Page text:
The full briefing can be found through the following link:
This article examines the reasons behind migration from Africa and the Middle East to Europe and concludes that it is not so much due to conflict and war in the countries of origin but more due to the combined effects of climate change and economic marginalisation.
The economic factors associated with migration are described clearly by Rogers, as follows:
“The first is the awareness among some millions of relatively marginalised peoples that their life chances may both be dismal and unlikely to improve. For many hundreds of thousands of people one such response is to seek to migrate to wealthier regions where work may be available. Typically in such circumstances, extended families or even wider communities may share resources to enable a fit young man to attempt the journey, hoping to succeed, find work and then send money back home and perhaps even enable relatives to join him. The journey may be fraught with danger but the rewards are sufficient when measured against the levels of desperation.
Such migratory pressures may be difficult to explain generically, given that many countries across sub-Saharan Africa are experiencing modest degrees of economic growth, but there is abundant evidence that this economic success is not shared equitably. At the same time, improving literacy and communications make marginalised communities all too aware of their predicaments. Given that there appears to be little prospect of moving towards more equitable economies, the expectation must be that migratory pressures will be maintained.”
An overloaded small boat sinking in the Mediterranean Sea
Climate change is discussed in a section on environmental factors, as follows:
“In relation to climate change, two elements concerning migration are particularly relevant. One is that in many parts of the world the process is accelerating and the second is that its effects are geographically asymmetric. The rate of change in the near Arctic is currently exceeding the prediction of the most reliable computer simulations but there is also growing evidence that this is also happening in many regions across the tropics and sub-tropics. In these regions the main effects are increases in temperature and decreases in rainfall, the latter because of a trend for rainfall to be distributed away from land masses and towards the oceans and the polar region. The primary impact of this is on the ecological carrying capacity of tropical and sub-tropical agricultural systems, with the capacity to produce food much diminished.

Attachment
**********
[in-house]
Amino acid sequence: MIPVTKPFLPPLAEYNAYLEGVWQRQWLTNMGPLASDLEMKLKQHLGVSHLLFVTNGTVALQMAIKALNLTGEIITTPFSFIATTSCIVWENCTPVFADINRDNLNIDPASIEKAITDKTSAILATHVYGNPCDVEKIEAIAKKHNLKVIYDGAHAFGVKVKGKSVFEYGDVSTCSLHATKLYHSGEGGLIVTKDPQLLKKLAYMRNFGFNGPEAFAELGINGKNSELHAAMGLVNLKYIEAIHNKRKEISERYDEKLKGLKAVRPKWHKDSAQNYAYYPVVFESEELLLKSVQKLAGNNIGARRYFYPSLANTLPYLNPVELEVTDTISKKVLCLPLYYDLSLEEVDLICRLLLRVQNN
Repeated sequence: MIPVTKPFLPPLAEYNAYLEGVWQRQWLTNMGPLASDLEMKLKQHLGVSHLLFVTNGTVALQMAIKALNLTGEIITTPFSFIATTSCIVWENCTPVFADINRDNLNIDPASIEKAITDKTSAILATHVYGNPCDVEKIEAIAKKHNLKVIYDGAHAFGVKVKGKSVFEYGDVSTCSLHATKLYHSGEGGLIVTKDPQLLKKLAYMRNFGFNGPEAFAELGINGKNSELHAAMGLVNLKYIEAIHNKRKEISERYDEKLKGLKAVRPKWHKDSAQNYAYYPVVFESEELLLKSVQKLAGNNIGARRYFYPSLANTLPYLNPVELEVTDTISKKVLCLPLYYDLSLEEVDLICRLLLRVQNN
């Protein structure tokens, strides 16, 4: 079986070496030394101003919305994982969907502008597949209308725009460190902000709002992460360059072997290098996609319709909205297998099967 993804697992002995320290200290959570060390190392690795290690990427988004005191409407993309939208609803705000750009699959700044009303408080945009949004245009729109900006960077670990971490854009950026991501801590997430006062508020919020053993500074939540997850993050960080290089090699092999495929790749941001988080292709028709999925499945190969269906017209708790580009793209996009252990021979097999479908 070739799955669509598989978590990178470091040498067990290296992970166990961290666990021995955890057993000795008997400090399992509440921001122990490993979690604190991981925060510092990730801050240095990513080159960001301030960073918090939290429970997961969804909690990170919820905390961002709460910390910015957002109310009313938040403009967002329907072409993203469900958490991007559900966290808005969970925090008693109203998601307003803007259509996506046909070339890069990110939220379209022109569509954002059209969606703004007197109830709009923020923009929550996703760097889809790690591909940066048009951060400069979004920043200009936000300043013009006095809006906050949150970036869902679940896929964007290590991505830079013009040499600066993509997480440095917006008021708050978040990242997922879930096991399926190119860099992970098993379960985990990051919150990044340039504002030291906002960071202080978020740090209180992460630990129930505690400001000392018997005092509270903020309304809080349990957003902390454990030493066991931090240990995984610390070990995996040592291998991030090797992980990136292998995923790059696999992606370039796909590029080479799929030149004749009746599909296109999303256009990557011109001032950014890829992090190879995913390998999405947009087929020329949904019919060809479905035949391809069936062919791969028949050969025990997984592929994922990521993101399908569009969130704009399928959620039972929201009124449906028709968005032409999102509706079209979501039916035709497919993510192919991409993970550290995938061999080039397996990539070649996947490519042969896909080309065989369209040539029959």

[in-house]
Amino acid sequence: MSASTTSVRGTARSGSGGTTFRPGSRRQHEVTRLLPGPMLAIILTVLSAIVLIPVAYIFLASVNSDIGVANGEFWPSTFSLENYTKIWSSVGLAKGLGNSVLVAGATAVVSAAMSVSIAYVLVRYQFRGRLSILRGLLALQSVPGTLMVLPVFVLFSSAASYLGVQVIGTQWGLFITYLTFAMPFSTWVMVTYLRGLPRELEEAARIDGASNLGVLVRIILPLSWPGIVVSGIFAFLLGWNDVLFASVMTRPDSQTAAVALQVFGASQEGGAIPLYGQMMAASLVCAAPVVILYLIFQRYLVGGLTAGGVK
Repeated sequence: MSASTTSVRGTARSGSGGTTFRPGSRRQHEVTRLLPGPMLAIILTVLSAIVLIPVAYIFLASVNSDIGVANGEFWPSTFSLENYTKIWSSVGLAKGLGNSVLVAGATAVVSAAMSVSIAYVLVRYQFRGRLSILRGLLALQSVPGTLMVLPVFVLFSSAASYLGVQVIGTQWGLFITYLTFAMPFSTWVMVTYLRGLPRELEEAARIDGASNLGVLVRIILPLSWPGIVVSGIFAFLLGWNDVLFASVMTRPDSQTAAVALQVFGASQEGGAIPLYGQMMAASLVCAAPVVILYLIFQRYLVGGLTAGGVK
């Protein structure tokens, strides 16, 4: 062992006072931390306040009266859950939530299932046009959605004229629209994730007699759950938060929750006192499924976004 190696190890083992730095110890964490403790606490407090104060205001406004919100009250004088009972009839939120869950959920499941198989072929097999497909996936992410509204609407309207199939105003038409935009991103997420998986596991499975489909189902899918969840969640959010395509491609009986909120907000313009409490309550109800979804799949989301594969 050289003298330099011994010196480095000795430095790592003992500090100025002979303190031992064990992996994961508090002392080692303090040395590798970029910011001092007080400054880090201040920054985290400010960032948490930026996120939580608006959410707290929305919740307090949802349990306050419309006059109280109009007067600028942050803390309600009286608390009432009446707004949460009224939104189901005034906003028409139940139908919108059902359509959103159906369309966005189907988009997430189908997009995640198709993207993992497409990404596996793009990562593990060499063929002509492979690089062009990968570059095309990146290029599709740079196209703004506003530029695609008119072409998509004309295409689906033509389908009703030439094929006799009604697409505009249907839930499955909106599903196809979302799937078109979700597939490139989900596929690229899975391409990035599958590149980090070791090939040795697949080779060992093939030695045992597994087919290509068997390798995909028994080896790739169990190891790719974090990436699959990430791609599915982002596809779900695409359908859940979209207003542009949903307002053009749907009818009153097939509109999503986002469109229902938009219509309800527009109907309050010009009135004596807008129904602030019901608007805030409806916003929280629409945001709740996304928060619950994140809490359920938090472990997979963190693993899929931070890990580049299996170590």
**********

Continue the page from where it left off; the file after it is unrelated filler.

Perhaps most important of all, this is a phenomenon that is already apparent in many parts of the Global South – it is not something for the future but is happening now. Moreover, it is directly affecting the displacement of people. Last month the UN High Commission for Refugees (UNHCR) published its Global Trends report ahead of World Refugee Day on 20 June. According to the report, a record high of 65.6 million people were forcibly displaced from their homes in 2016. The UN Convention to Combat Desertification (UNCCD) last month predicted that:
“By 2025, 1.8 billion people will experience absolute water scarcity, and two thirds of the world will be living under water-stressed conditions.”
That means that nearly one-quarter of the world’s population could be living on less than 500m³ of total available fresh water per year. That is Currently, World Bank data lists at least 27 countries surviving under such conditions. While a few of them, like Israel, Singapore, Malta and the Gulf States, have the wealth to invest in desalination, storage, imports or draining aquifers of millennia of deposited water, this will not be the experience of most. Indeed, even most such high-tech schemes may only last for decades, as long as the aquifers or oil wealth available.
Notably, the list of countries already experiencing absolute water scarcity includes all of the Arabian peninsula, North Africa (except Morocco) and the Levant (except Lebanon) and large parts of Central and Southwest Asia and the Horn of Africa. Some of the most critically affected countries included Yemen, Sudan, Somalia and Syria. It may be no coincidence that these countries are some of the world’s most conflict-affected, nor that they have produced some of the largest volumes of refugees in recent years.”
The article concludes that this is a situation to be faced now, rather than in the future and a list of four action areas are provided:
- A much more rapid transition to ultra-low carbon economies across the industrialised world in order to mitigate the causes of climate change.
- Assistance to the countries across the Global South that are most affected by climate change to mitigate the effects, not least in changes in agricultural practice.
- Assistance to the same countries to develop low-carbon economies such that they may further develop and industrialise without amplifying climate change.
- Investment in water storage and carbon-neutral desalination technologies to mitigate the impact of fresh water shortages, especially in the Global South.